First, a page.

Miguel Ángel Muñoz García, from the Department of Personality, Evaluation and Psychological Treatment of the University of Granada has carried out this study, under the direction of the Professors Jaime Vila Castelar and Mª Carmen Fernández Santaella.
”Craving" is an expression used to define an uncontrollable desire for the administration or consumption of an addictive substance. It is usually used in situations of alcohol or nicotine dependence and it is considered as a pathology that affects cognitive resources, as it has an obsessive component.
180 cocaine users
The researchers of the University of Granada analysed, with the help of a device, 180 regular takers of an addictive substance (cocaine, in this case), to study the emotional mechanisms triggering the addiction for the substance. This study has helped to establish the behavioural mechanisms in cocaine addiction, and consists of the emotional control of different consumption situations.
These results have been the basis of a series of studies with smokers, in withdrawal for 8 hours, to measure the physiological and emotional variables present in withdrawal symptoms using a machine (a polygraph) to estimate the emotional mechanisms responsible for the addiction to that substance. The smokers were shown several images (48) connected with situations that produce desire (related with leisure, free time, coffee…), analysing the heart´s defensive cardiac response produced as well as the startle response.
Lastly, brain modifications associated with emotional responses of frustration and impulsiveness in smokers in withdrawal were studied. This system was also used for regular smokers.
Miguel Ángel Muñoz García states that this research has studied for the first time behavioural mechanisms involved in the tobacco craving process determining the brain areas and body responses connected with the compulsive behaviour provoked by tobacco.Reference
Antonio Marín Ruiz | alfa
Investigators may unlock mystery of how staph cells dodge the body's immune system
22.09.2017 | Cedars-Sinai Medical Center
Monitoring the heart's mitochondria to predict cardiac arrest?
21.09.2017 | Boston Children's Hospital
Plants and algae use the enzyme Rubisco to fix carbon dioxide, removing it from the atmosphere and converting it into biomass. Algae have figured out a way to increase the efficiency of carbon fixation. They gather most of their Rubisco into a ball-shaped microcompartment called the pyrenoid, which they flood with a high local concentration of carbon dioxide. A team of scientists at Princeton University, the Carnegie Institution for Science, Stanford University and the Max Plank Institute of Biochemistry have unravelled the mysteries of how the pyrenoid is assembled. These insights can help to engineer crops that remove more carbon dioxide from the atmosphere while producing more food.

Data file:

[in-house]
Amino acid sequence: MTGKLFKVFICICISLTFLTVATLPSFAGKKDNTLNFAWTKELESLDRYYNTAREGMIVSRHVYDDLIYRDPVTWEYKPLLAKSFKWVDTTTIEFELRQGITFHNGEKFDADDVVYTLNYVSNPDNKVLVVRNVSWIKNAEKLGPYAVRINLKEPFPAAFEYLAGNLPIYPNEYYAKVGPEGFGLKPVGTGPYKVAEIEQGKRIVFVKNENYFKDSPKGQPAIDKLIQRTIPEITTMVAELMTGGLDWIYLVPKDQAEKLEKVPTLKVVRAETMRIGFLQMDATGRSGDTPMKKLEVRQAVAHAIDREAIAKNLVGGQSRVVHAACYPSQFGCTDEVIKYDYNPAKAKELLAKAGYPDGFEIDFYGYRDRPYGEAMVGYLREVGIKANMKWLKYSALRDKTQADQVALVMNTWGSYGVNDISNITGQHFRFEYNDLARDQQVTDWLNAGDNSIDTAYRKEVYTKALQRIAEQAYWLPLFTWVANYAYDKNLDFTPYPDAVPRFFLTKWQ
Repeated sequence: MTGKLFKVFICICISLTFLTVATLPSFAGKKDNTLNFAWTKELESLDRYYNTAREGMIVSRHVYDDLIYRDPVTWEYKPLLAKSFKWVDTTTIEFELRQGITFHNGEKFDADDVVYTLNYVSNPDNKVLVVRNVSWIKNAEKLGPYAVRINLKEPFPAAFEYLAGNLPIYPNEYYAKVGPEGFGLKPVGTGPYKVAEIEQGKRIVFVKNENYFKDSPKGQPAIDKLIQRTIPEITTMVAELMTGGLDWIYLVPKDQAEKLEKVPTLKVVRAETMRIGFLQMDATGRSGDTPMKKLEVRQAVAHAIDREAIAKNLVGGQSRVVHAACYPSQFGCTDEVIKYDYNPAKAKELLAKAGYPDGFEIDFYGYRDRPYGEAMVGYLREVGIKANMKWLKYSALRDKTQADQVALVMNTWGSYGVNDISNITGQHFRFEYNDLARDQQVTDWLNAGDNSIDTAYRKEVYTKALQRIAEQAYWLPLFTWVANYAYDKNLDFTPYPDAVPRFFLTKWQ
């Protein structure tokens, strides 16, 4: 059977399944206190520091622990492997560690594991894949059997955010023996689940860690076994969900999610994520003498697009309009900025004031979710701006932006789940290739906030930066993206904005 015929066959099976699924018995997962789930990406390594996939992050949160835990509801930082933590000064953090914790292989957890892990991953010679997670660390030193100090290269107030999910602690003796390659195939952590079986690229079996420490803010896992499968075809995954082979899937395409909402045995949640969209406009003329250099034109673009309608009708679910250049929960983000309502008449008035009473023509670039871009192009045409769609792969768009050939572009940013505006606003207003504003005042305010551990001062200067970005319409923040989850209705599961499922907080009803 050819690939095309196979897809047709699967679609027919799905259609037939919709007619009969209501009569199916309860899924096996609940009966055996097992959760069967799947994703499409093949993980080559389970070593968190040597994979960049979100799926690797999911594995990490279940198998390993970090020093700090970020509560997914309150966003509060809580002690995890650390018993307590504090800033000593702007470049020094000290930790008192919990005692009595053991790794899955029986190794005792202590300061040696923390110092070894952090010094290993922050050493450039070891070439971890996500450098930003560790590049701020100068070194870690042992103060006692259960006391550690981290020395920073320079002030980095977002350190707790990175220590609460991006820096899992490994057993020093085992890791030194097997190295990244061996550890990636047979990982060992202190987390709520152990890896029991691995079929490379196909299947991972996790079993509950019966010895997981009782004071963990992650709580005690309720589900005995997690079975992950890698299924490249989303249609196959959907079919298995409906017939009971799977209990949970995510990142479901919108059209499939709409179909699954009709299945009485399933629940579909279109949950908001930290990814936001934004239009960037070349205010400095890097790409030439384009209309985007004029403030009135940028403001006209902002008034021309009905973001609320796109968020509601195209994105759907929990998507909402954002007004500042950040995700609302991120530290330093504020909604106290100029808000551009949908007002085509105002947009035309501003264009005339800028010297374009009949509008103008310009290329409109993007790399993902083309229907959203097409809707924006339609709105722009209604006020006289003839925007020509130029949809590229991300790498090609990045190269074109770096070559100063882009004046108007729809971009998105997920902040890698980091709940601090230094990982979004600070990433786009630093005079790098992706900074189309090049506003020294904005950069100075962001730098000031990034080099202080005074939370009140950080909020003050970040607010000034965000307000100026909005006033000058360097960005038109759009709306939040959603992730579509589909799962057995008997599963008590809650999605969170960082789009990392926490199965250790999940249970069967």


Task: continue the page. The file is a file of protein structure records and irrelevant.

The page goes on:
A warming planet
Our brains house extremely complex neuronal circuits, whose detailed structures are still largely unknown. This is especially true for the so-called cerebral cortex of mammals, where among other things vision, thoughts or spatial orientation are being computed. Here the rules by which nerve cells are connected to each other are only partly understood. A team of scientists around Moritz Helmstaedter at the Frankfiurt Max Planck Institute for Brain Research and Helene Schmidt (Humboldt University in Berlin) have now discovered a surprisingly precise nerve cell connectivity pattern in the part of the cerebral cortex that is responsible for orienting the individual animal or human in space.
The researchers report online in Nature (Schmidt et al., 2017. Axonal synapse sorting in medial entorhinal cortex, DOI: 10.1038/nature24005) that synapses in...
Whispering gallery mode (WGM) resonators are used to make tiny micro-lasers, sensors, switches, routers and other devices. These tiny structures rely on a...
Using ultrafast flashes of laser and x-ray radiation, scientists at the Max Planck Institute of Quantum Optics (Garching, Germany) took snapshots of the briefest electron motion inside a solid material to date. The electron motion lasted only 750 billionths of the billionth of a second before it fainted, setting a new record of human capability to capture ultrafast processes inside solids!
When x-rays shine onto solid materials or large molecules, an electron is pushed away from its original place near the nucleus of the atom, leaving a hole...
For the first time, physicists have successfully imaged spiral magnetic ordering in a multiferroic material. These materials are considered highly promising candidates for future data storage media. The researchers were able to prove their findings using unique quantum sensors that were developed at Basel University and that can analyze electromagnetic fields on the nanometer scale. The results – obtained by scientists from the University of Basel’s Department of Physics, the Swiss Nanoscience Institute, the University of Montpellier and several laboratories from University Paris-Saclay – were recently published in the journal Nature.
Multiferroics are materials that simultaneously react to electric and magnetic fields. These two properties are rarely found together, and their combined...
19.09.2017 | Event News
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22.09.2017 | Life Sciences
22.09.2017 | Medical Engineering
22.09.2017 | Physics and Astronomy